ECONOMYNEXT – Sri Lanka’s Marine Environment Protection Authority (MEPA) signed a Memorandum of Understanding with French satellite group Collecte Localisation Satellites (CLS) today (12) to deploy satellites to detect oil spills into the sea around Sri Lanka.
The satellite based oil spill monitoring system is a pilot project by CLS, and will be funded by 600,000 euro from the French government.
“The ocean regulates our climate and supports sectors like tourism, fishing and international shipping,” French Ambassador Jean-François Pactet said.
The ambassador said the project was funded by a grant from the French Ministry of the Economy and will help Sri Lanka gain expertise in the fight against marine pollution through the use of cutting-edge technologies.
The oil spill monitoring system was a step forward in enacting France’s Treaty of the High Seas, a national commitment to the conservation and sustainable use of marine biological diversity, the French ambassador said.
The project includes training and capacity building of officers.
Satellite imaging is not limited to oil spill monitoring.
“Using this technology you have the ability to detect vessels on the maritime domain. One very interesting application is fighting against illegal fishing,” Olivier Germain, Project Manager, CLS, said.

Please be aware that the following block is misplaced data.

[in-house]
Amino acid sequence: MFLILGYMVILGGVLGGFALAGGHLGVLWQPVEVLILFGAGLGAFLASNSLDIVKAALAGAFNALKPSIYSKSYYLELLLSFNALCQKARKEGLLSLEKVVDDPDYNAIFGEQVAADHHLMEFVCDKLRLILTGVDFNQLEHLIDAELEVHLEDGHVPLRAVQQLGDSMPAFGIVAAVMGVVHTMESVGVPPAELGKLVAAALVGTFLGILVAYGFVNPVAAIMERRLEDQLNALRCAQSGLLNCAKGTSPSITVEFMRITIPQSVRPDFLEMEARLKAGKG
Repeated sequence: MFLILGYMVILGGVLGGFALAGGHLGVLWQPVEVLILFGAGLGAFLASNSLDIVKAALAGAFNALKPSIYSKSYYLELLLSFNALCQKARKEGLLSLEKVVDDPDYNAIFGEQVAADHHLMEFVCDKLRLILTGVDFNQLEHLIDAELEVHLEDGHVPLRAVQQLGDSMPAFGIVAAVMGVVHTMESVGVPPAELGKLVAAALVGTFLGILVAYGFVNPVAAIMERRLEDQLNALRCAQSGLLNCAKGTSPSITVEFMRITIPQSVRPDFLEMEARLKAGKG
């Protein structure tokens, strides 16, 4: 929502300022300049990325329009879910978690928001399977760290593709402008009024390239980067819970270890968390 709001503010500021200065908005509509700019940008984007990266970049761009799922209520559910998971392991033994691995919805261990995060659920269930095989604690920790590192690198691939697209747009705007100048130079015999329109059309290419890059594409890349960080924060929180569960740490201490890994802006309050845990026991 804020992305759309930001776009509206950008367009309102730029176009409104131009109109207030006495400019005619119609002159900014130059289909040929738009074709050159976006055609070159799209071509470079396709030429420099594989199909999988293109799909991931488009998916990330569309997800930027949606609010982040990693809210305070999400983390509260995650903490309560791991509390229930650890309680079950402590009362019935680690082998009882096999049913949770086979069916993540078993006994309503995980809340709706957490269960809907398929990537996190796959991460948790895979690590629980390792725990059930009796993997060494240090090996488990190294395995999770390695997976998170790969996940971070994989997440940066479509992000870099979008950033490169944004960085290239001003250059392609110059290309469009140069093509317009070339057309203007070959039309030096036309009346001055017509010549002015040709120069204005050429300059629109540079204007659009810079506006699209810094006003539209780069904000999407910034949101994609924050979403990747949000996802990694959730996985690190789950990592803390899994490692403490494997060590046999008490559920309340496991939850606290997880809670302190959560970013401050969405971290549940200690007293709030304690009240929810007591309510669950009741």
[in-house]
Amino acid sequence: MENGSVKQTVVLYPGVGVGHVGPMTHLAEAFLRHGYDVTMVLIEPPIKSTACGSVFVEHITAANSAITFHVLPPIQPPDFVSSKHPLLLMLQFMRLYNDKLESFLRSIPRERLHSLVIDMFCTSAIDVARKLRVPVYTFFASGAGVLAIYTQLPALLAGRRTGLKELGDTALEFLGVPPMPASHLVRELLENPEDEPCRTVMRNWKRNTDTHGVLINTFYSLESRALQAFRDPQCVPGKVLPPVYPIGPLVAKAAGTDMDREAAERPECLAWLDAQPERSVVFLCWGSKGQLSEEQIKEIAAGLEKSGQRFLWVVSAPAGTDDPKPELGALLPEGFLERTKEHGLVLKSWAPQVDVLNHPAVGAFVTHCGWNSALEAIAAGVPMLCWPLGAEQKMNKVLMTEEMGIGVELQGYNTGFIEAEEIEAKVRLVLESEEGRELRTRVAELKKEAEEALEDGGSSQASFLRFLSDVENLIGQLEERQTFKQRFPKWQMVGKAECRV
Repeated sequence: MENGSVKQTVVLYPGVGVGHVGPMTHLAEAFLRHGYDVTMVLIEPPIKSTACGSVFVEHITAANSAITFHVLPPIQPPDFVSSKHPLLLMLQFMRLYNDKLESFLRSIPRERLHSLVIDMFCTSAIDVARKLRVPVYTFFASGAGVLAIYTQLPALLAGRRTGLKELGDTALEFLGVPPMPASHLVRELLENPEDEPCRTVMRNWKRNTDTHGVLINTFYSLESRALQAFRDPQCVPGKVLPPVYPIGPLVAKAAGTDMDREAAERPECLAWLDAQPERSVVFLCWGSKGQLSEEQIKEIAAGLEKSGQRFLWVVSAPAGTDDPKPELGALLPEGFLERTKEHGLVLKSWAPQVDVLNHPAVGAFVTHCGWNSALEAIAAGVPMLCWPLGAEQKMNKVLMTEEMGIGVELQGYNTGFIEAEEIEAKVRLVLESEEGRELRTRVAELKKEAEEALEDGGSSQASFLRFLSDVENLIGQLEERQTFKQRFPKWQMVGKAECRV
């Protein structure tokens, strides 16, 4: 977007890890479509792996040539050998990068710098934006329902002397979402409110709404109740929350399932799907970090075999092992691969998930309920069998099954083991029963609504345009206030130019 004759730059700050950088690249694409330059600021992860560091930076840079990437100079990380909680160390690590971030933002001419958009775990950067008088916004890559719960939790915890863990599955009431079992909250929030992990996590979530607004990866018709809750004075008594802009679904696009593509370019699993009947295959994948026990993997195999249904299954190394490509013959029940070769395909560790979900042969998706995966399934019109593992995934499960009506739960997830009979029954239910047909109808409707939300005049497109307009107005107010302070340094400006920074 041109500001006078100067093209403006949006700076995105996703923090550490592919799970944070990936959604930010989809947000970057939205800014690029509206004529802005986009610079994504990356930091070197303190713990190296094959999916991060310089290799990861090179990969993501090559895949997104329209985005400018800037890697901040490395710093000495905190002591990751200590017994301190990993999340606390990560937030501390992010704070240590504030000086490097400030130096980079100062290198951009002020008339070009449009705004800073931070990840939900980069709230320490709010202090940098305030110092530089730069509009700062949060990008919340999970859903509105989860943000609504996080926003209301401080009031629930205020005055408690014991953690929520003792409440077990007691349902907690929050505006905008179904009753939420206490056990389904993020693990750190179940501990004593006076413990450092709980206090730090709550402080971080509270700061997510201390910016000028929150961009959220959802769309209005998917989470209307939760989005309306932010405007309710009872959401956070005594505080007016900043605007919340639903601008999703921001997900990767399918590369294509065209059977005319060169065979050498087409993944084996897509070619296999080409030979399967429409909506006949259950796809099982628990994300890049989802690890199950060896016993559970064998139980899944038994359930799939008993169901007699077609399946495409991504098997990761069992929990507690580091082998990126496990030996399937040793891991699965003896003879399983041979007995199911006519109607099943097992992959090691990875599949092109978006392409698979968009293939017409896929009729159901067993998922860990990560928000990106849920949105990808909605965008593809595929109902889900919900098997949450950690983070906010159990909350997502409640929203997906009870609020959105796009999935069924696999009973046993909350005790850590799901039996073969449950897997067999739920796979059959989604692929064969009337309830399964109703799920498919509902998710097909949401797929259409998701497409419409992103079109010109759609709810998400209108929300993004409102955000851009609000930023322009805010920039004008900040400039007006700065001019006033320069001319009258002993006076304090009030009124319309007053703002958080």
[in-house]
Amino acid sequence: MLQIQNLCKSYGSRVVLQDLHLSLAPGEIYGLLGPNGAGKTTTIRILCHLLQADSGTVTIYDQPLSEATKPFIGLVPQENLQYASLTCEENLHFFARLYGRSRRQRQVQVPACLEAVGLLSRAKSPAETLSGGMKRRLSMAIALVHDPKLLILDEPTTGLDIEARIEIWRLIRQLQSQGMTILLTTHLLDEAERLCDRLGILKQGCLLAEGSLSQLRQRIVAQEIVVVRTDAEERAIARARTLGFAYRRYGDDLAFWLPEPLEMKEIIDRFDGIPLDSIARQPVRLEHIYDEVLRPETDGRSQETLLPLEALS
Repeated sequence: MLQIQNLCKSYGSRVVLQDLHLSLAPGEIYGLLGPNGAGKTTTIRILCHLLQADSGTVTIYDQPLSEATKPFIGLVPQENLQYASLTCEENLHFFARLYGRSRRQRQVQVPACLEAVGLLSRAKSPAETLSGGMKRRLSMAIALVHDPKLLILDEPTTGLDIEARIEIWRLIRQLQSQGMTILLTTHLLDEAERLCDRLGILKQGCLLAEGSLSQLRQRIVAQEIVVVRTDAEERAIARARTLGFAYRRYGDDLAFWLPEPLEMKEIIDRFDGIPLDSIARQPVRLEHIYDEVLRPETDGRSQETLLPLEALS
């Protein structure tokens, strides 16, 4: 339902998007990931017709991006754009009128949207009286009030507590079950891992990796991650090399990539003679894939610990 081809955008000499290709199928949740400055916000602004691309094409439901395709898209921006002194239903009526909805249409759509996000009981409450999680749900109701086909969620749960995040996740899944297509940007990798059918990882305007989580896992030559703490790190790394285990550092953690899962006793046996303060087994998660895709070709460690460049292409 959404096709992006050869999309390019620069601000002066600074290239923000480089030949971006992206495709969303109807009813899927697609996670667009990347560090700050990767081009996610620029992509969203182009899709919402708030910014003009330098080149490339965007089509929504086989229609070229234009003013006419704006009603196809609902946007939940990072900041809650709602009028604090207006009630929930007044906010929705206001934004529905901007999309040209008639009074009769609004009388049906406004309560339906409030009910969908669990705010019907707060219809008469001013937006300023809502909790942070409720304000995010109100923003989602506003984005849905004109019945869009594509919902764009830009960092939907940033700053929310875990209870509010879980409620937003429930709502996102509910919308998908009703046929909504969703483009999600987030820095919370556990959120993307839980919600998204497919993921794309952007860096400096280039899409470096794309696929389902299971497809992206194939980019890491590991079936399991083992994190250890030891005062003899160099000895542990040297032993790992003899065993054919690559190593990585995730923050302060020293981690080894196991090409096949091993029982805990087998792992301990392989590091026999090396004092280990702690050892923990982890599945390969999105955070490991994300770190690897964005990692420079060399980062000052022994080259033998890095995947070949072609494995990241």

“Even if they switch off all their equipment to declare their position, you can see them. They are suspicious vessels you may want to inspect.”
“There are also other applications. These kinds of images have the ability to provide measurements of the maritime environments. You can measure parameters like surface wind, waves, swells and sea surface currents.
“You can do charting of the coastal environments from urban developments, to agriculture, or forestry. You can do maps in time, and detect changes in a very precise manner,” Germain said.
CLS’ Maritime Surveillance and Safety Director David Bajouco said that a similar system deployed has been used in Europe by the European Maritime Safety Agency (EMSA).
“They have been operating a similar system for almost 15 years now, and the results that have been achieved have been quite tremendous.”
Sri Lanka witnessed two large scale marine disasters within nine months since September 2020: Both the MT New Diamond, a large crude carrier and the X-press Pearl MV with large amounts of chemicals that caught fire off the coast of Sri Lanka.
An analysis of its cargo manifest revealed that the MV X-Press was transporting hazardous materials including 25 tonnes of Nitric Acid, according to the International Maritime Hazardous Goods Regulation (IMDG regulation).
Appearing before parliament in July, Justice Minister Wijedasa Rajapaksa said that Sri Lanka has filed cases in Singapore courts seeking 22.1 million US dollars for damages to the marine environment and 273.014 million US dollars for livelihood losses to fishermen.
India has sought 495.3 million Indian rupees from Sri Lanka as the cost for firefighting operations, which was 1941.5 million in Sri Lankan rupees. (Colombo/Sep12/2023)